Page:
Recently, I began thinking about how little people talk about genetic diseases and disorders within the Jewish community. These days, we are so hyperfocused on getting our children married and making sure that they have kids while they’re still “young”. Heaven forbid anything should get in the way of our children finding their shidduch. But is that a reason to hide who your child is?
Nobody is completely perfect. Life isn’t perfect. We need to stop feeling like our lives need to look perfect to the rest of the world.
We should be proud of our children who are differently-abled. We should show them to the world, hold them up like Mufasa held up Simba. Show the world that, despite the challenges our children were born with, they are strong. They have perseverance and determination. Many of these children with disabilities endure countless surgeries, procedures, blood tests, scans and endless amounts of therapies. They keep pushing forward during physical therapy, even when their muscles are ready to give out. They work hard just to function the same way our typical children do—our children who don’t even have to try. They have to work to talk, to walk, to hold a pen the right way, to drink from a straw. Things we always take for granted. So instead of being embarrassed by what is medically “wrong” with them, why aren’t we showing the world how brave and courageous our children are?
Just because my child with a single, mutated gene can’t talk doesn’t mean he’s less than perfect. It means he is his own version of perfect. It means that even though he doesn’t have the ability to use words to express himself, he has an incredibly hilarious personality which he only shows to those he truly loves and feels comfortable around. It means that he brings out the perfection in everyone else. He has shown our family that we are able to love, to be selfless, to give up things that aren’t truly important and focus on what really matters.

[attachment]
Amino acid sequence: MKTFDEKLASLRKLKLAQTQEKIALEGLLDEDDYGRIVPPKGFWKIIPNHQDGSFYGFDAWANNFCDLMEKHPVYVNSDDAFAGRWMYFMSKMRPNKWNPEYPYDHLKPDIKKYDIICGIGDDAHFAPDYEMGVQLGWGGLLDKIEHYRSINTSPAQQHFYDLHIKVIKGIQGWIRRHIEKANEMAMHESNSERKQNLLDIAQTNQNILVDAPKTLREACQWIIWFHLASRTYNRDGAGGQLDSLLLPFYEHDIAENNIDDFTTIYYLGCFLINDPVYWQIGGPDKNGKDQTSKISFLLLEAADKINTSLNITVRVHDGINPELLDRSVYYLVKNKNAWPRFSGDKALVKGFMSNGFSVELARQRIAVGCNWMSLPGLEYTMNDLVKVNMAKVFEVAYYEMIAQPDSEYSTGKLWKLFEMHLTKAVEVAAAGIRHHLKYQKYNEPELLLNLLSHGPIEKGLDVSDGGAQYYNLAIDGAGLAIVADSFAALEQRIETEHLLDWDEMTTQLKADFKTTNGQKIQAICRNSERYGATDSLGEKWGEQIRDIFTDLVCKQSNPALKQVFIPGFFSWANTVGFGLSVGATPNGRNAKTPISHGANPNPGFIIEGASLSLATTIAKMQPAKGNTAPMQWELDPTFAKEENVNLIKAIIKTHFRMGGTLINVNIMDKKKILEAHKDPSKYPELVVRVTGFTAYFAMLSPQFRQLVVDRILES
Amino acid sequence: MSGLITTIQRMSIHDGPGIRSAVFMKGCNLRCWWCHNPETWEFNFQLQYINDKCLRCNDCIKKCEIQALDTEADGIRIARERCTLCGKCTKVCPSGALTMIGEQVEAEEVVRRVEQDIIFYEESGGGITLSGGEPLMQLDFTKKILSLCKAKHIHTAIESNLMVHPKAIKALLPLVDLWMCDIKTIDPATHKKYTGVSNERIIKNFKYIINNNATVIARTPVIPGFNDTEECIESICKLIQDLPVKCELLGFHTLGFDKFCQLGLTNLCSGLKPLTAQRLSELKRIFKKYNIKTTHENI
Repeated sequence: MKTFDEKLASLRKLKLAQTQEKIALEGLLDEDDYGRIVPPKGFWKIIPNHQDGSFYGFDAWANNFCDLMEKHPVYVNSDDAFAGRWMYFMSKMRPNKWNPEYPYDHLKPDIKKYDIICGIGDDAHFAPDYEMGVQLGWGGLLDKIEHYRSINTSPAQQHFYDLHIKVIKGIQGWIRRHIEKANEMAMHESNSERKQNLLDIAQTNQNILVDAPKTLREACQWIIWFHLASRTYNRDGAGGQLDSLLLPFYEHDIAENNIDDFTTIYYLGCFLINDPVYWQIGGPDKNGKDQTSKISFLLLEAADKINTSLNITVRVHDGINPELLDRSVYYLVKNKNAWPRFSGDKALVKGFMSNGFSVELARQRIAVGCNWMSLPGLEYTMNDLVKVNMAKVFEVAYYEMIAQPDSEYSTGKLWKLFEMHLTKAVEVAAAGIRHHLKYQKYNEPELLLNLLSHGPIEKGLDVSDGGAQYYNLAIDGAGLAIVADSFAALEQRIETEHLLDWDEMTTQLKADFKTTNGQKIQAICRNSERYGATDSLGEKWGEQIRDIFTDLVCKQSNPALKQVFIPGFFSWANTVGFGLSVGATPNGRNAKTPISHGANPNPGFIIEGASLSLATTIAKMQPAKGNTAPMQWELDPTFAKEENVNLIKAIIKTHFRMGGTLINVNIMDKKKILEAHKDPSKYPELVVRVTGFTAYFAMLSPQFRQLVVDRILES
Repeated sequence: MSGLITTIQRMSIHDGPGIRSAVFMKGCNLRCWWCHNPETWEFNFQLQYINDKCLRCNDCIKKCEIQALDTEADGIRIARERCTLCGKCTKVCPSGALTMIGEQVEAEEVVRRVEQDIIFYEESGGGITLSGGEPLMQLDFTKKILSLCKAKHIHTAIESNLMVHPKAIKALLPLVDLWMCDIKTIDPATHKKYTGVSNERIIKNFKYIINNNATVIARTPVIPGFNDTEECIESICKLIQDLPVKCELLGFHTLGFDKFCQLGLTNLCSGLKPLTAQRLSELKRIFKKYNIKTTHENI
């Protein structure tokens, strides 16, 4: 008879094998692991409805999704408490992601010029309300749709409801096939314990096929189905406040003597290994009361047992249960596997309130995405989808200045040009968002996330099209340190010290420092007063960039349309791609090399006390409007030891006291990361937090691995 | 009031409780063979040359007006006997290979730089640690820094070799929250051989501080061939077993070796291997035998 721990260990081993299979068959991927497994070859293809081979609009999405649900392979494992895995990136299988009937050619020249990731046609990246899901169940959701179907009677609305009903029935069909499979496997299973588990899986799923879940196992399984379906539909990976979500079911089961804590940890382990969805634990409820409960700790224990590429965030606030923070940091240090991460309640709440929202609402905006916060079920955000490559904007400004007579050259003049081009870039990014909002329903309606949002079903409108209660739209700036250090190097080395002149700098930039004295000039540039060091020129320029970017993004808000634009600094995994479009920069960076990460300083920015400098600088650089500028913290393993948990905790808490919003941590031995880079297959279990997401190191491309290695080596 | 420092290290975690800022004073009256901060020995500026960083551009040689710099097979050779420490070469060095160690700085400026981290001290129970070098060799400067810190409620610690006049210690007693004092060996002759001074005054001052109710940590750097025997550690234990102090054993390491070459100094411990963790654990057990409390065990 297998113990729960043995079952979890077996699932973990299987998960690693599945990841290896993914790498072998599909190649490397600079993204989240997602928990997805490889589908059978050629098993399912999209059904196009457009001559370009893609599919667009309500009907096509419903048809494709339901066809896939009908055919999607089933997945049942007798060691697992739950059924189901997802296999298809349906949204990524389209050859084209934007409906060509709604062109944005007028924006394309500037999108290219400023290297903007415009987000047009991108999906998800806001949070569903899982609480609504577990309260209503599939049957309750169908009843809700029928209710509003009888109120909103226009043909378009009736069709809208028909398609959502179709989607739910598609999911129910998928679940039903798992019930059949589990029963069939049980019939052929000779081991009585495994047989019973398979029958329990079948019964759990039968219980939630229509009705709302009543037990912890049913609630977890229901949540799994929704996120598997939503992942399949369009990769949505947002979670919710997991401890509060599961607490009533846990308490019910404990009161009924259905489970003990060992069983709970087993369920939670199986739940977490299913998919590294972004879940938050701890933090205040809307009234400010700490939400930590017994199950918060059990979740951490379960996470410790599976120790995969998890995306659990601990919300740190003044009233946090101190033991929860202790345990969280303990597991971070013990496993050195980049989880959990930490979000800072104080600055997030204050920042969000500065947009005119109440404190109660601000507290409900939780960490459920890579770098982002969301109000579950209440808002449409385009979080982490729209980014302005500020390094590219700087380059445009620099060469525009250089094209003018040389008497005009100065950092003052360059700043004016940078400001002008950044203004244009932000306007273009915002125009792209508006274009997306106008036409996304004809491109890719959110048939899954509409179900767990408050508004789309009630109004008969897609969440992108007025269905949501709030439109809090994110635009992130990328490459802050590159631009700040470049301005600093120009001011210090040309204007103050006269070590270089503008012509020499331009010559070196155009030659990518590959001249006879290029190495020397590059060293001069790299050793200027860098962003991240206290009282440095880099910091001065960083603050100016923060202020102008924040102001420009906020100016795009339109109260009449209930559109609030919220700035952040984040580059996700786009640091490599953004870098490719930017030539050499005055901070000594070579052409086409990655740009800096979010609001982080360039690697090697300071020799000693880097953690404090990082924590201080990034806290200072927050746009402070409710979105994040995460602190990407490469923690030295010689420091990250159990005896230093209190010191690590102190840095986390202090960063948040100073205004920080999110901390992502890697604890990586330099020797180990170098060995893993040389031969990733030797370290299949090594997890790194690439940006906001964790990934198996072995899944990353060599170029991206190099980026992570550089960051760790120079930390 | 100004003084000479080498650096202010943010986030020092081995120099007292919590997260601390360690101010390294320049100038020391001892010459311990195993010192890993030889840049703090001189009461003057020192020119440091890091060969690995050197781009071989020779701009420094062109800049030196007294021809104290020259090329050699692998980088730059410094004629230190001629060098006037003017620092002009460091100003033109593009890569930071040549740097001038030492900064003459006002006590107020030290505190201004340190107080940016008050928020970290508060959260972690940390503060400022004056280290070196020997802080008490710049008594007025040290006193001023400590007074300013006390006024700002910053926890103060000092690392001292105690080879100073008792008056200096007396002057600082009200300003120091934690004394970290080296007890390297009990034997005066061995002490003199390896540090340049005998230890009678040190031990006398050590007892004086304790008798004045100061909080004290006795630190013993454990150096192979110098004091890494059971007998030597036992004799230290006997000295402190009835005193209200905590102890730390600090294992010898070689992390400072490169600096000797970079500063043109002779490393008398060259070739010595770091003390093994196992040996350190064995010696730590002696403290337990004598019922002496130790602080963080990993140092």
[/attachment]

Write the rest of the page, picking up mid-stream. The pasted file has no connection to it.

So, no, I will not be embarrassed of my child. I will continue to post about him and his accomplishments, which come slowly, but still, they come.
And I will post about his hardships too. Nobody is completely perfect. Life isn’t perfect. We need to stop feeling like our lives need to look perfect to the rest of the world. One thing I’ve realized throughout this journey is that everyone is going through their own personal struggle, and for our family, right now, this is a struggle. But it isn’t one I’m willing to sweep under the rug. It isn’t one that I’m going to pretend doesn’t exist. It’s one which I will continue to embrace. I will show the world that I love my child. Is he technically, according to medical standards, “different”? Yes. But in my eyes, he is perfect. He has big, bright blue eyes which make people fall in love with him. He has a high-pitched squeal which makes you die of laughter. He is just like every other child, typical or not. He deserves to be treated just like every other child. He should never have to fight for the right to have the same opportunities or to be treated the same way as other kids his own age. He IS the same. I believe it, and you should too.
If we could somehow manage to destigmatize special needs and disabilities, I can guarantee you that hundreds of people would come out of the woodwork. Can you imagine what a relief it would be for people who have been keeping their child’s diagnosis a secret for so long to finally be able to show the world who their child is? Imagine if they could talk about the difficulties their child is facing, and problems their family is facing, without feeling embarrassed. It would truly change the way we look at the special needs community.